These are dried chickpeas of the Kabuli variety. As with most pulses before they can be used they first need to be soaked overnight, uncovered, in a large quantity of cold water. The next day the water is discarded and the chickpeas boiled until tender - the length of time needed does depend on the age of the bean.
When it came to thinking of a dish to make with these chickpeas I really couldn't go past Hummus. The recipe is based on one by George Calombaris from his book The Press Club - the major change from the original is that I've replaced pinenuts for almonds.
I'm well aware that nuts of any type aren't in "traditional hummus" but I do think it's good to try something different - you never know you might just like it!
40 grams blanched almonds, roughly chopped
¼ cup olive oil
1 garlic clove, sliced finely
250 grams cooked chickpeas
1 cup water (you can use chicken stock)
Tahini, to taste
Lemon juice, to taste
salt, to taste
Over a low heat, pour the olive oil into a saucepan and add the almonds. Cook slowly until golden.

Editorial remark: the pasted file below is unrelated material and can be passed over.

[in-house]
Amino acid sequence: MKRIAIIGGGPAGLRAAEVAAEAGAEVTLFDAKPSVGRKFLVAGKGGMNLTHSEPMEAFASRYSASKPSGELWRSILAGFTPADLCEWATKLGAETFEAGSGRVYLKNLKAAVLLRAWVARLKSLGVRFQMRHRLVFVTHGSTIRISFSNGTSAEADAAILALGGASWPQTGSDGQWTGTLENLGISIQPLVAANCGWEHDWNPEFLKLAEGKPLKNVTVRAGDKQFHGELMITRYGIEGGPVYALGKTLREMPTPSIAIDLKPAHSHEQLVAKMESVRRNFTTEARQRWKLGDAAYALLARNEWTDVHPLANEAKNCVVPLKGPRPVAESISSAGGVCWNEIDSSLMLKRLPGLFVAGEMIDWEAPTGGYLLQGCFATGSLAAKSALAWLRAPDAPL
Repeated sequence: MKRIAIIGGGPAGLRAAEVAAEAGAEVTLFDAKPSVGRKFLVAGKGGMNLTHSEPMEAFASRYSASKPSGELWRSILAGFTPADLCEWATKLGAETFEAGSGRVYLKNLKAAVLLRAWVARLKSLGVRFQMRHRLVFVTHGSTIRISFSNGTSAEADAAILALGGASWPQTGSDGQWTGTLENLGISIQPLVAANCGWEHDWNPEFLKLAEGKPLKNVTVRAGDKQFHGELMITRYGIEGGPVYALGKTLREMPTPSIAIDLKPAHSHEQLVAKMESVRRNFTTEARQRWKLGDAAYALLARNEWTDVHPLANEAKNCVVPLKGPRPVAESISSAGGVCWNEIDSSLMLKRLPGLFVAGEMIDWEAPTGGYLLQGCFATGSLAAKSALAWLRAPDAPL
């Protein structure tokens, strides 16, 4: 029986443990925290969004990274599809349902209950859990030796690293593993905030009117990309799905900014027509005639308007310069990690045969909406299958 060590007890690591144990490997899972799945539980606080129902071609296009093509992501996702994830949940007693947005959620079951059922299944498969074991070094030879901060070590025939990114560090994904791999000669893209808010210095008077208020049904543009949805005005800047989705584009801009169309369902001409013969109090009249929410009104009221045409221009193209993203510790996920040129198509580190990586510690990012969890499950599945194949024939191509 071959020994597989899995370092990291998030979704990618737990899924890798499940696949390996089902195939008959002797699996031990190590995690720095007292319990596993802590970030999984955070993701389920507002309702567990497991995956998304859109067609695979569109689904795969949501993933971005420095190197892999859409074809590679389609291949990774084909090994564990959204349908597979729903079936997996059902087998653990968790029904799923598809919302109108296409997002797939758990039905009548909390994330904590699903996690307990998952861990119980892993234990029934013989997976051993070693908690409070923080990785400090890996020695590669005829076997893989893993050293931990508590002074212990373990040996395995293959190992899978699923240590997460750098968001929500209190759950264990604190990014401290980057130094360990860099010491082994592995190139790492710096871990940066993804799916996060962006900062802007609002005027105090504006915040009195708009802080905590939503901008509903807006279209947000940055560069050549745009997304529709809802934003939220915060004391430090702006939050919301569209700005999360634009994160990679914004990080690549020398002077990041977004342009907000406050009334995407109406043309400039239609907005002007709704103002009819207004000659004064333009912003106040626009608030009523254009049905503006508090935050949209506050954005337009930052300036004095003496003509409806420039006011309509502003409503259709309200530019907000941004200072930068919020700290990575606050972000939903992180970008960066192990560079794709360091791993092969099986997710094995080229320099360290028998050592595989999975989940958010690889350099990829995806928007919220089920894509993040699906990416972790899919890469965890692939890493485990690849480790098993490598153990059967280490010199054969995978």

Add the sliced garlic, stir well and cook until the garlic has softened but not coloured.
Add the chickpeas, stir them through and then pour in the water. Increase the heat and allow the mixture to simmer until the liquid has reduced by half.
Drain, reserving the liquid and place the chickpea mixture into a food processor. Process, adding enough of the reserved liquid to create a smooth paste.
Using the pulse button, add the tahini, lemon juice and salt to taste.
Spoon out the hummus into a serving bowl and if you are not serving it straight away, make sure you cover the dish with plastic wrap to help prevent oxidation.
I've eaten the pinenut hummus at the restaurant so I know it is delicious and this almond version works just as well - it lifts the flavour and gives you another element to enjoy.